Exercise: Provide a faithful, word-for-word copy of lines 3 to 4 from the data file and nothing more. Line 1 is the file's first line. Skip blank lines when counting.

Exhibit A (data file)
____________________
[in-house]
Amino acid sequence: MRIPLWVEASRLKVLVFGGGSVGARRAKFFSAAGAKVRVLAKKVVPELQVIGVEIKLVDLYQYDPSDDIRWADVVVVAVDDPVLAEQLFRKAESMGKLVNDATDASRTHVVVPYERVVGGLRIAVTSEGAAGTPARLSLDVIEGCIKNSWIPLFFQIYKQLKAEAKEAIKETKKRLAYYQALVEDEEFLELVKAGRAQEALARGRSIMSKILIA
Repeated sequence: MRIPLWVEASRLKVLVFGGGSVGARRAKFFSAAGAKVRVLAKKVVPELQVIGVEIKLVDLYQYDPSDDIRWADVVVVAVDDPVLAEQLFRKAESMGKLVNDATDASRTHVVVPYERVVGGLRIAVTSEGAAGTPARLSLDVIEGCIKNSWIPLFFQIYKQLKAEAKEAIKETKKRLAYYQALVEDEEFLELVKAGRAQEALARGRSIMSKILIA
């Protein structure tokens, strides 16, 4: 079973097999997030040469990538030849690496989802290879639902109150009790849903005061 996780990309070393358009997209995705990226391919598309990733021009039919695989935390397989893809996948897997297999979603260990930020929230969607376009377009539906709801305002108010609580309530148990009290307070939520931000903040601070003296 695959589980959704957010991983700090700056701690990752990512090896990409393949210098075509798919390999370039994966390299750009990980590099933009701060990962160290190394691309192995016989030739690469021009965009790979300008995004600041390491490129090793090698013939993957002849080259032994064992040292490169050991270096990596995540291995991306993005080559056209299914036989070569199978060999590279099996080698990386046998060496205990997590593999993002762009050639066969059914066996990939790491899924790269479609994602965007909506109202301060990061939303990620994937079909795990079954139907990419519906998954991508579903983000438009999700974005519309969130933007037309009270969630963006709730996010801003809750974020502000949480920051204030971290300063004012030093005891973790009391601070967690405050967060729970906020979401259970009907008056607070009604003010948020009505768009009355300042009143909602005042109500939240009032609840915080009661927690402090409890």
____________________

Repeated sequence: MRIPLWVEASRLKVLVFGGGSVGARRAKFFSAAGAKVRVLAKKVVPELQVIGVEIKLVDLYQYDPSDDIRWADVVVVAVDDPVLAEQLFRKAESMGKLVNDATDASRTHVVVPYERVVGGLRIAVTSEGAAGTPARLSLDVIEGCIKNSWIPLFFQIYKQLKAEAKEAIKETKKRLAYYQALVEDEEFLELVKAGRAQEALARGRSIMSKILIA
């Protein structure tokens, strides 16, 4: 079973097999997030040469990538030849690496989802290879639902109150009790849903005061 996780990309070393358009997209995705990226391919598309990733021009039919695989935390397989893809996948897997297999979603260990930020929230969607376009377009539906709801305002108010609580309530148990009290307070939520931000903040601070003296 695959589980959704957010991983700090700056701690990752990512090896990409393949210098075509798919390999370039994966390299750009990980590099933009701060990962160290190394691309192995016989030739690469021009965009790979300008995004600041390491490129090793090698013939993957002849080259032994064992040292490169050991270096990596995540291995991306993005080559056209299914036989070569199978060999590279099996080698990386046998060496205990997590593999993002762009050639066969059914066996990939790491899924790269479609994602965007909506109202301060990061939303990620994937079909795990079954139907990419519906998954991508579903983000438009999700974005519309969130933007037309009270969630963006709730996010801003809750974020502000949480920051204030971290300063004012030093005891973790009391601070967690405050967060729970906020979401259970009907008056607070009604003010948020009505768009009355300042009143909602005042109500939240009032609840915080009661927690402090409890």